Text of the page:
Kim Cattrall: 'I don’t want to be in a situation for even an hour where I’m not enjoying myself'

The actor, 62, on losing her brother, awful things directors have said, and having enough of Sex and the City

My parents were a huge influence on the person I’ve become. Mum was a secretary and dad was a construction engineer. They were scousers, real grafters and emigrated to Canada when I was a baby. Dad was always telling me, “You can do anything.” So I grew up thinking that if he believed in me, I could do whatever I put my mind to.

My mother’s childhood was shocking and dramatic. Her father abandoned my grandmother, leaving her in terrible poverty, struggling to bring up three children. As I’ve got older that’s inspired me to want to tell stories about real women who are not Superwoman but need extraordinary powers to survive, like my grandmother.

When my first marriage fell apart I didn’t know if I was going to be OK for a long time. I’ve always been more insecure personally than professionally. When we met we had the same goal, but then he couldn’t see that my need to work and express myself was as important as his. I realised I wasn’t going to change his mind and I couldn’t compromise who I was.

I’m still in a state after losing my younger brother Chris to suicide last year. He was only 55 and the shock of his death was so extreme that I can’t fill that void. It’s made me more aware of how fragile we all are. It can happen to any of us.

The tragedies in my life continue to shape me. Now I don’t want to be in a situation for even an hour where I’m not enjoying myself. I want to choose who I spend time with personally and professionally. It’s my life. I lost my dad seven years ago, to Alzheimer’s, and Mum has just turned 90. I’ve become aware there’s only so much time left.

I went past the finish line playing Samantha Jones because I loved Sex and the City. It was a blessing in so many ways but after the second movie I’d had enough. I couldn’t understand why they wouldn’t just replace me with another actress instead of wasting time bullying. No means no.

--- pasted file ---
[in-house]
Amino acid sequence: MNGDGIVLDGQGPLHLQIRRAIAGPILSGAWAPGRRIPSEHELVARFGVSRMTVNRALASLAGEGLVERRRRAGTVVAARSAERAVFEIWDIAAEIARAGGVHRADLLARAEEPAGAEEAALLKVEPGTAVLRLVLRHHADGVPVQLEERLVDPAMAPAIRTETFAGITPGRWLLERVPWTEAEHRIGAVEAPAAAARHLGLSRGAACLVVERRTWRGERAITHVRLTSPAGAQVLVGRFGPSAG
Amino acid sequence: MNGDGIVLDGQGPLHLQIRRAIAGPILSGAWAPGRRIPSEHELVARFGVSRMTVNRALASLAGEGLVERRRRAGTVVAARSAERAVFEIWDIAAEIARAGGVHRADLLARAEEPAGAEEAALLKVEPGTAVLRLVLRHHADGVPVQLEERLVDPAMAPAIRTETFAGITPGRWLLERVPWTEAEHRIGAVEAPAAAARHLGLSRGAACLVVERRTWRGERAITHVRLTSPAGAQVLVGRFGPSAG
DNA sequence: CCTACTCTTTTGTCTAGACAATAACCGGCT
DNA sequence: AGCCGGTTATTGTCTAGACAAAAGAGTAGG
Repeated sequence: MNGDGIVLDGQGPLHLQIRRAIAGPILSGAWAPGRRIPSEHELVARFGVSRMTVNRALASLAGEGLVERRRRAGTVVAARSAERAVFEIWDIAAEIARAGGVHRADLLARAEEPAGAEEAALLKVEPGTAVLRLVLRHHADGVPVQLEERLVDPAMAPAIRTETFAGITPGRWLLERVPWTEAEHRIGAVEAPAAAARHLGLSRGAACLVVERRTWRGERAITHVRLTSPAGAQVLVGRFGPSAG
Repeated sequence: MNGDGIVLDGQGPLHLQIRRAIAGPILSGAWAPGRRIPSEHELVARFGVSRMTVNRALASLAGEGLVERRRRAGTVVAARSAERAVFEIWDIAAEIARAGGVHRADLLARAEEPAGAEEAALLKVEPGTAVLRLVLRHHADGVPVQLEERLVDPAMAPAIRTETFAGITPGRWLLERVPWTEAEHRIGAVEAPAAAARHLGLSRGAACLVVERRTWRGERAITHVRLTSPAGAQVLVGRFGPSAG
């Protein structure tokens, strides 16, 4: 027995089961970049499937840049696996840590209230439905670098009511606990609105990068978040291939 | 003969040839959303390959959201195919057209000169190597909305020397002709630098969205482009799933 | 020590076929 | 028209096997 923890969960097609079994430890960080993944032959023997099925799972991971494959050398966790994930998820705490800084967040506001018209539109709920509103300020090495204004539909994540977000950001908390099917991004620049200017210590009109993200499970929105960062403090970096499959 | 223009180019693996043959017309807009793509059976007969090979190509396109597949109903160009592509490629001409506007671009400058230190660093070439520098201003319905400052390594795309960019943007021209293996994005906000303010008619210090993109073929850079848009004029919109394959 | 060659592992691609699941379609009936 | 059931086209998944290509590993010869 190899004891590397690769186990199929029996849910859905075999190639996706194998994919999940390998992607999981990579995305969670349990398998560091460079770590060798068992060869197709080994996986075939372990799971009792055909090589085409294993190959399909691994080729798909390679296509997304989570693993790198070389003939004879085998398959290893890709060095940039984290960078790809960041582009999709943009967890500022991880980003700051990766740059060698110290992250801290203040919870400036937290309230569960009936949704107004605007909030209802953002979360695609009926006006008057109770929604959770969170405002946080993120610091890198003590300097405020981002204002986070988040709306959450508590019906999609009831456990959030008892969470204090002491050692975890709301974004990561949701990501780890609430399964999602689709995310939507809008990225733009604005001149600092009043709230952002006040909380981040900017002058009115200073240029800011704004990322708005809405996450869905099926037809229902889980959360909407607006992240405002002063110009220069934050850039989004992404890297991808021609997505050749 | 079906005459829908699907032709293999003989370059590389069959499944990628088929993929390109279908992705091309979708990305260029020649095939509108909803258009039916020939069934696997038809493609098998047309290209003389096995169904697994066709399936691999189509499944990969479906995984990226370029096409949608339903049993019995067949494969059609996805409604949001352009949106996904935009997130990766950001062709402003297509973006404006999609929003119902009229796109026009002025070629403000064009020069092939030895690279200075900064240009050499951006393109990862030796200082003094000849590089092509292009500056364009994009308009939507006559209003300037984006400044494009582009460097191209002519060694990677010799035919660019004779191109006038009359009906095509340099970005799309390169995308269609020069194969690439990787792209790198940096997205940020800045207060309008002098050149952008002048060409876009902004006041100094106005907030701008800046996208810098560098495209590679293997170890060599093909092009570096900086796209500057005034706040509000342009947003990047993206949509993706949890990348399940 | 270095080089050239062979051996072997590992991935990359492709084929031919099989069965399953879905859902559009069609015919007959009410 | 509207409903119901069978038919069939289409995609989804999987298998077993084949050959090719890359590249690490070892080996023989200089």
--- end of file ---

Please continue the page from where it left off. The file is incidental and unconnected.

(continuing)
I was booked on to the ill-fated Pan Am 103 flight that was bombed over Lockerbie. I cancelled the day before and booked a later flight so I had time to go to Harrods and buy Mum a Christmas present. It didn’t really sink in until much later.

People have said really unspeakable things to me. A director once told me years after being dropped suddenly from a TV pilot that it was because I didn’t give the network boss a hard on!

Otto Preminger wasn’t very sensitive when he directed me in my first movie [Rosebud, 1975]. I was 17 and he said I reminded him of Marilyn Monroe… for her lack of talent rather than her looks. I literally ran from that experience.

I was mistaken for Justin Trudeau’s mother on 60 Minutes when they flashed up my picture instead of hers – I dated his father briefly way back. Weeks later Justin introduced me to his mum at an event and said, “Meet my mother, Kim Cattrall!”

I’d like to be remembered as somebody who was entertaining and honest. I pretend for a living so it’s nice in the real world to be truthful. I like to think my honesty is the Liverpudlian in me.

Kim Cattrall stars in Horrible Histories: The Movie – Rotten Romans, in cinemas now.

In the UK and Ireland, Samaritans can be contacted on 116 123 or email or


Ruth Huntman

The GuardianTramp

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